Color=0

While()

    GetLevel()

    If level > 250 or < -250:

        Color=1

    If Color=1

        SetColor(Red)

    Elseif Color=0

        SetColor(Green)

    If(ButtonPushed):

        Color=0


In your "python" example there is only one while() loop, so why are there two loops in your LabVIEW VI?

It seems to me that the variable "Color" should be a boolean with values false/true instead of an integer 0/1…

 

This would be a LabVIEW replacement for your python snippet:

(It is not exactly the same, but very similar…)

Best regards,
GerdW


using LV2016/2019/2021 on Win10/11+cRIO, TestStand2016/2019
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I only used an inner while loop in Labview because it gave me a way to 'lock' the program when it turns red. I dont really know how to implement a variable which we can use to control the light and which can exist from one loop iteration to the next. If I dont have that inner while loop, the DAQ assistant will get a new data, and the light will turn back to green if the level has dropped since it was red.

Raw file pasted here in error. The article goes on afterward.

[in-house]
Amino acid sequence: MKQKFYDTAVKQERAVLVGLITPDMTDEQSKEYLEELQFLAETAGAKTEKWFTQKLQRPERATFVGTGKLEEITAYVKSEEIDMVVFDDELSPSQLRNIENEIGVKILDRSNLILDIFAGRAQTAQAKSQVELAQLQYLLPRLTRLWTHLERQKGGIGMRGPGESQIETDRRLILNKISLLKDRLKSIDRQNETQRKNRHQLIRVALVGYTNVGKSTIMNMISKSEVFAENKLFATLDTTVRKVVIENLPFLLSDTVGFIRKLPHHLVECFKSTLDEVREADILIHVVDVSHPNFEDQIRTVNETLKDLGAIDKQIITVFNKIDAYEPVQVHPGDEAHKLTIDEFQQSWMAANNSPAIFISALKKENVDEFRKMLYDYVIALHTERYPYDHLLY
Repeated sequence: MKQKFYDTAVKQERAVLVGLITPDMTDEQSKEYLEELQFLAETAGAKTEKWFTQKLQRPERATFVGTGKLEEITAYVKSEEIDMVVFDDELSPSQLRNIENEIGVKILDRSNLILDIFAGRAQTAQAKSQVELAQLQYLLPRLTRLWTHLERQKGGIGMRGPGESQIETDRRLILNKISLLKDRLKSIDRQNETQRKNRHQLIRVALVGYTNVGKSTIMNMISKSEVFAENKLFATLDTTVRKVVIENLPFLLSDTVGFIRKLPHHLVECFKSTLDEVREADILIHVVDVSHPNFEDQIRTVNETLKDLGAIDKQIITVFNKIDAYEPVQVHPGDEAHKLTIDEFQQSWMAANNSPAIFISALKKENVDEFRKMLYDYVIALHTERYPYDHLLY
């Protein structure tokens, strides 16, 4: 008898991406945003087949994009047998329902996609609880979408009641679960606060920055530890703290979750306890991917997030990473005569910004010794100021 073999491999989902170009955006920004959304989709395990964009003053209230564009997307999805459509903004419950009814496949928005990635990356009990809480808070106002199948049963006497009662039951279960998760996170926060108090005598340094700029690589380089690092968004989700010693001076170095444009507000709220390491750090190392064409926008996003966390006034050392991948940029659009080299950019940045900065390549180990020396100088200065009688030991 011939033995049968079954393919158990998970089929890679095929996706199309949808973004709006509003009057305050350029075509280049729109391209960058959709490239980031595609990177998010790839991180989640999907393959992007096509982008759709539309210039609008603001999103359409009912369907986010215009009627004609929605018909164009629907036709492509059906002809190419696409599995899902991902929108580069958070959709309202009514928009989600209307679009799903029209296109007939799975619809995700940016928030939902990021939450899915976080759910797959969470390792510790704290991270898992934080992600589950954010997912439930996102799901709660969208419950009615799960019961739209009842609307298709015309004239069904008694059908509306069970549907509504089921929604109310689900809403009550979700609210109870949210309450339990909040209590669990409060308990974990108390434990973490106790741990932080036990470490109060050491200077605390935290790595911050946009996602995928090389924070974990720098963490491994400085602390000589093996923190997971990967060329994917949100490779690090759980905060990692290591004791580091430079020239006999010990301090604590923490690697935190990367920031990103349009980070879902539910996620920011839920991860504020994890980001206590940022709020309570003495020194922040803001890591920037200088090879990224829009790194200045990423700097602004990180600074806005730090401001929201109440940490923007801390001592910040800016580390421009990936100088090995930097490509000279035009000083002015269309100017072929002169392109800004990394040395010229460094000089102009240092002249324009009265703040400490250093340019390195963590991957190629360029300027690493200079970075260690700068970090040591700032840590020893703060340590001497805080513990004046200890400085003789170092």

E.g. Level hits 500 -> light turns red
next reading is 150 -> light turns green

This is wrong, because we must force an operator to press the button in order for the light to turn green. So the way I did that was, when it turns red, it goes into another while loop, and pressing the button is the 'stop' criteria for that while loop. However it seems to be causing issues with crashing?

Do you think using a state machine or using the code you showed above is better?

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I think your program will work as long as the default of that True-False button which controls the bottom select function is defaulted to 'False'

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Thank you Gerd. Your solution worked using a while loop with boolean shift register. Now all I need to do is understand how sampling and rate works with DAQ lol

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Like, what is the difference between using 'number of samples' = 10, 'rate' = 1000, versus 'number of samples' = 1000, 'rate' = 1000 ? When I do the former, the while loop iterations are 100 per second. When I do the latter, it is 1 iteration of while loop per second. Having 100 while loop iterations per second seems to make the button push much more responsive. I can trigger the light green-red-green extremely fast. When I set no. samples to 1000, it can only update the light once per second. 

 

Is it that acquiring more samples leads to a better precision on the voltage level of the acquired signal? At the tradeoff of the program being less responsive to button pushes etc? Thank you again.